About The Kaʻū Calendar

Ka`u, Hawai`i, United States
A locally owned and run community newspaper (www.kaucalendar.com) distributed in print to all Ka`u District residents of Ocean View, Na`alehu, Pahala, Hawai`i Volcanoes National Park, Volcano Village and Miloli`i on the Big Island of Hawai`i. This blog is where you can catch up on what's happening daily with our news briefs. This blog is provided by The Ka`u Calendar Newspaper (kaucalendar.com), Pahala Plantation Cottages (pahalaplantationcottages.com), Local Productions, Inc. and the Edmund C. Olson Trust.

Sunday, March 13, 2022

Ka‘ū News Briefs, Sunday, March 13, 2022

Kōkua Harvest is looking for fruit and other produce from Kaʻū that would otherwise go to waste.
See more below. Photo from Kōkua Harvest

TWO BILLS TO HIKE MINIMUM WAGE IN HAWAI'I TO $18 PER HOUR are before the state Senate. HB 2510 would raise minimum wage from $10.10 to $13 in 2023, adding another dollar per hour each  year, reaching $18 in 2028. A separate bill would hike minimum wage to $11 in 2023 and another dollar a year, reaching $18 in 2030.
    HB 2510 would also change the minimum wage for tipped employees. Currently they can be paid 75 cents an hour less than minimum wage when wages and tips add up to a minimum of $7 more than minimum wage.
    New legislation that passed the state House would allow payment of $1.50 less than the minimum wage in 2023 with the margin increasing 25 cents a year  reaching $2.75 in 2028. Tipped employees would still make at least $7 more than minimum wage.
    Hawai'i County Council sent testimony to the state House of Representatives supporting the hike to $18 an hour, noting that post-pandemic about 59% of households in Hawai'i are ALICD - Asset Limited, Income Constrained and Employed. Some other testimony urged that the incremental hike in minimum wages reach $18 far sooner than 2028.

To read comments, add your own, and like this story, see www.facebook.com/kaucalendar/. See latest print edition at www.kaucalendar.com.  See upcoming events at https://kaunewsbriefs.blogspot.com/2022/03/upcoming-events-for-kau-and-volcano.html

DEPARTMENT OF HAWAIIAN HOME LANDS will receive $22.3 million appropriated by Congress, according to a statement from Sen. Brian Schatz during the past week.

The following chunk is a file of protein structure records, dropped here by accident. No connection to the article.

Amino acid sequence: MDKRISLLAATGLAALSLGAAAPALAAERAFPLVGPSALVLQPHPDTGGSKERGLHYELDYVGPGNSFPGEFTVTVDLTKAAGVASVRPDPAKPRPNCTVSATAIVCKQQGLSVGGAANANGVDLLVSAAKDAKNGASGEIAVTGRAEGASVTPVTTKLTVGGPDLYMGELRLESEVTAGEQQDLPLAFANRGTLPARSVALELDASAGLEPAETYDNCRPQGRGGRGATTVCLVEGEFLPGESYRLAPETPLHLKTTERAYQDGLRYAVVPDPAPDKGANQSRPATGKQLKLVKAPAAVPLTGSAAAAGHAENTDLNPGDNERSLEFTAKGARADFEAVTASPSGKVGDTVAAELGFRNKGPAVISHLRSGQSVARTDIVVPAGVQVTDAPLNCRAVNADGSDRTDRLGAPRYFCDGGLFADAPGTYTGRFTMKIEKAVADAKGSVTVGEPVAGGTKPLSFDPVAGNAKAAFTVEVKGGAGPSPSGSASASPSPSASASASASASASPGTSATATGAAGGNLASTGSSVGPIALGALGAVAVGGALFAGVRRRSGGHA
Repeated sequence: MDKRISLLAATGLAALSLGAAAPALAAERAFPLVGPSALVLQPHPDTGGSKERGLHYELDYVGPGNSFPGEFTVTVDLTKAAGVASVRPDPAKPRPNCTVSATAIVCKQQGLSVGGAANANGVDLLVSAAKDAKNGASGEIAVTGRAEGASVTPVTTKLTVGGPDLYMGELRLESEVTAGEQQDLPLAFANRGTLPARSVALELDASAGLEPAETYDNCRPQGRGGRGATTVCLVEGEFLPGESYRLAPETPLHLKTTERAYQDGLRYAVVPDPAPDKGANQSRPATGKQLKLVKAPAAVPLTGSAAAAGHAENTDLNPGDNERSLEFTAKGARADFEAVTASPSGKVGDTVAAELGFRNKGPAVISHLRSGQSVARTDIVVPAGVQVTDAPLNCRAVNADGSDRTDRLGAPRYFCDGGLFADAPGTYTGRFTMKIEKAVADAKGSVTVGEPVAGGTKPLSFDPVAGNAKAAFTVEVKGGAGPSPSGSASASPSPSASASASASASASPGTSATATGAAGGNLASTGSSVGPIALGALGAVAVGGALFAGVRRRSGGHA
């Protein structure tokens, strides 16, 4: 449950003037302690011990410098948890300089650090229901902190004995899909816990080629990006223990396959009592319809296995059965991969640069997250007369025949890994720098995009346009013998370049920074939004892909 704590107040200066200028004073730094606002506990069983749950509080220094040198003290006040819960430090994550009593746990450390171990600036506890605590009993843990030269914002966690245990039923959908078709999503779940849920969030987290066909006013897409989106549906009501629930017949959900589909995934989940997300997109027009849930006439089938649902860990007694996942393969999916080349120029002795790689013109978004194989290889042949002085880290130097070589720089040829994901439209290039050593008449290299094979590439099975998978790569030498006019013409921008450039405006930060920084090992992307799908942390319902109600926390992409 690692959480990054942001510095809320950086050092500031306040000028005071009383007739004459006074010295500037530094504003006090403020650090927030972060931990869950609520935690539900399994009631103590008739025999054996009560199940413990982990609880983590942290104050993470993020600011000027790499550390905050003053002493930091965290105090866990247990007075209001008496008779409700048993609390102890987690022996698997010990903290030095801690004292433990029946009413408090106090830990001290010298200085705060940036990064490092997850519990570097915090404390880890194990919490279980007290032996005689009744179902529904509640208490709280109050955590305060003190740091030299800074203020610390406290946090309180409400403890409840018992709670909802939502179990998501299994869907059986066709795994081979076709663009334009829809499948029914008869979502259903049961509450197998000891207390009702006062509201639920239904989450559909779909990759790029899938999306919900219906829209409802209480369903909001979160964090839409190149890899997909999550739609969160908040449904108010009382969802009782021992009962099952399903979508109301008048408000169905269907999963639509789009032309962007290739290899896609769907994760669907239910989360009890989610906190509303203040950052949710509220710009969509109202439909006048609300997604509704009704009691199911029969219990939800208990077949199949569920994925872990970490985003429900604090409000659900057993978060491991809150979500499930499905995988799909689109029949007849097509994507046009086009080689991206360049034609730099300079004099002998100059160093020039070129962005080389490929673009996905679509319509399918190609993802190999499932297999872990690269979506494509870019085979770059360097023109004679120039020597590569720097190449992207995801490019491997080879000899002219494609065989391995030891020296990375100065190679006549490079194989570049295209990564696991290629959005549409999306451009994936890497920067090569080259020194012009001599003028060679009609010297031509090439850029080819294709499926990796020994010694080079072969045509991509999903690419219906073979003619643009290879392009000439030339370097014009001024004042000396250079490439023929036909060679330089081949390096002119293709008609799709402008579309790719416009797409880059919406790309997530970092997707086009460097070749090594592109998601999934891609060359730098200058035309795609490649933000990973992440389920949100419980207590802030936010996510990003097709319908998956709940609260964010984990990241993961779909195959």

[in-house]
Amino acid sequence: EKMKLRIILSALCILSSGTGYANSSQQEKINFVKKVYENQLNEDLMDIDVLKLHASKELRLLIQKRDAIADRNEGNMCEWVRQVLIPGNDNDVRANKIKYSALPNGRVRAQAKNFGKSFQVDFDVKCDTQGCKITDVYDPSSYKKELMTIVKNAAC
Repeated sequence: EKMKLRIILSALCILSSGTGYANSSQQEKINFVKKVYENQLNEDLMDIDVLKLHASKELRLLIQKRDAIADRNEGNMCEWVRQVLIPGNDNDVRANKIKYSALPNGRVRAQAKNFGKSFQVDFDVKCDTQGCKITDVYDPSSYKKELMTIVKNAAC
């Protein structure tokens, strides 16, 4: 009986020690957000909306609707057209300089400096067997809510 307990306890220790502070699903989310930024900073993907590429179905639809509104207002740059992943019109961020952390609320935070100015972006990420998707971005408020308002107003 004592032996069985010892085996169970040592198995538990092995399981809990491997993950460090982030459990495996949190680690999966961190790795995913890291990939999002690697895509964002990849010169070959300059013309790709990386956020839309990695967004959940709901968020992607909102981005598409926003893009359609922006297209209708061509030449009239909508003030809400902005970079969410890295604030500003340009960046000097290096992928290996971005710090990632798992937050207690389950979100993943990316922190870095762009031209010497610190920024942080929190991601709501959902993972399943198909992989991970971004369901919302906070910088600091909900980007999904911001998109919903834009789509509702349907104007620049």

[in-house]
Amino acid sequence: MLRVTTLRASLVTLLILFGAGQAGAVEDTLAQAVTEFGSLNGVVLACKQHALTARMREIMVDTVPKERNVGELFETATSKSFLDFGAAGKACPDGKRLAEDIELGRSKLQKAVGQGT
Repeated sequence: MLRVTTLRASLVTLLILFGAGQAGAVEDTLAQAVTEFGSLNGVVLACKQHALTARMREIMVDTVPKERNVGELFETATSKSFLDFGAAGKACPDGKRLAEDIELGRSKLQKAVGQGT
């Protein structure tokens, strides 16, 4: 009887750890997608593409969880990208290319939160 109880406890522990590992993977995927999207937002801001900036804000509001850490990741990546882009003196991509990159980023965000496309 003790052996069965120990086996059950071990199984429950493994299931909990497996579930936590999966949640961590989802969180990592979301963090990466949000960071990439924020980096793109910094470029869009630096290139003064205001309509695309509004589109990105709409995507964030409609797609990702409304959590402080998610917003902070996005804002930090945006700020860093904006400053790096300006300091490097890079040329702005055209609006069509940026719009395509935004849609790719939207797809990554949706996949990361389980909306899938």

In addition, other federal funding for Hawaiian programs includes $22 million for the Native Hawaiian
Hawaiian Home Lands are encircled in red. Hawaiian Home Lands has lots in
Discovery Harbour, land mauka of Punalu'u and mauka of Hwy 11 in Waiohinu,
in addition to Ka Lae Lands running to South Point. Map from State of Hawai'i

Health Care Systems; $39 million for Native Hawaiian education programs; $21.3 million for Native Hawaiian and Alaska Native-serving institutions; $1.5 million of Native Hawaiian and Alaska Native culture and art; $1.5 million for the Center for Indigenous Innovation and Equity; $1 million for the Native Hawaiian Resource Center on Domestic Violence; and $500,000 in new national funding for the Native American Language Resource Center.
    Schatz, who serves as chairman of both the Senate Committee on Indian Affairs and the Senate Appropriations Subcommittee on Housing and Urban Development, said the Department of Hawaiian Home Lands will receive $20.3 million more than allocated last year, directed to housing for Native Hawaiians. He said it is the highest level of funding for Native Hawaiian housing ever. This major increase in funding is a big win and means DHHL will have more resources to put people into homes.”
    To apply for Hawaiian Home Lands housing, applicants must be at least 18 years of age; and must be a native Hawaiian, defined as “any descendant of not less than one-half part of the blood of the races inhabiting the Hawaiian Islands previous to 1778.” This means applicants must have a blood quantum of at least 50 percent Hawaiian. This requirement remains unchanged since the HHCA’s passage in 1921.
    Tyler Iokepa Gomes, deputy to the chairman of the Department of Hawaiian Home Lands, issued a statement saying, “DHHL is grateful for Sen. Schatz and the Appropriations Committee’s confidence and faith in our ability to deploy these much needed federal funds. This money will enable DHHL to provide financing for home construction or repair, rental assistance, and other housing services aimed at reducing homelessness. We look forward to our increased capacity to deliver housing to Native Hawaiians and fulfill the mission of the Hawaiian Homes Commission Act of 1920.”

KŌKUA HARVEST IS LOOKING TO PICK UP FRUIT AND PRODUCE FROM KAʻŪ that would otherwise go to waste. Kōkua Harvest is the island-wide food rescue (also known as "gleaning") program of The Food Basket.
    Farms and private residences invite Kōkua Harvest onto their properties to harvest their extra produce.
    Those who participate have more produce than they can use or are unable to harvest themselves. Kōkua Harvest works to schedule a time to bring volunteers out to harvest and distribute the extra produce. Harvests last one to two hours, and Kōkua Harvest provides all tools, equipment, and volunteers. At the end of the day the harvest is split between volunteers, the property owner/farm, and our distribution partners including Kōkua Harvest's program home, The Food Basket.
    Those who want to schedule a harvest, learn how to volunteer, or are interested in hearing more can visit Kōkua Harvest's  website at kokuaharvest.org, email info@kokuaharvest.org, or call Lisa at 732-616-2460.

To read comments, add your own, and like this story, see www.facebook.com/kaucalendar/. See latest print edition at www.kaucalendar.com.  See upcoming events at https://kaunewsbriefs.blogspot.com/2022/03/upcoming-events-for-kau-and-volcano.html

            at https://kaunewsbriefs.blogspot.com/2022/03/upcoming-events-for-kau-and-volcano.html.
See March edition of The Kaʻū Calendar newspaper at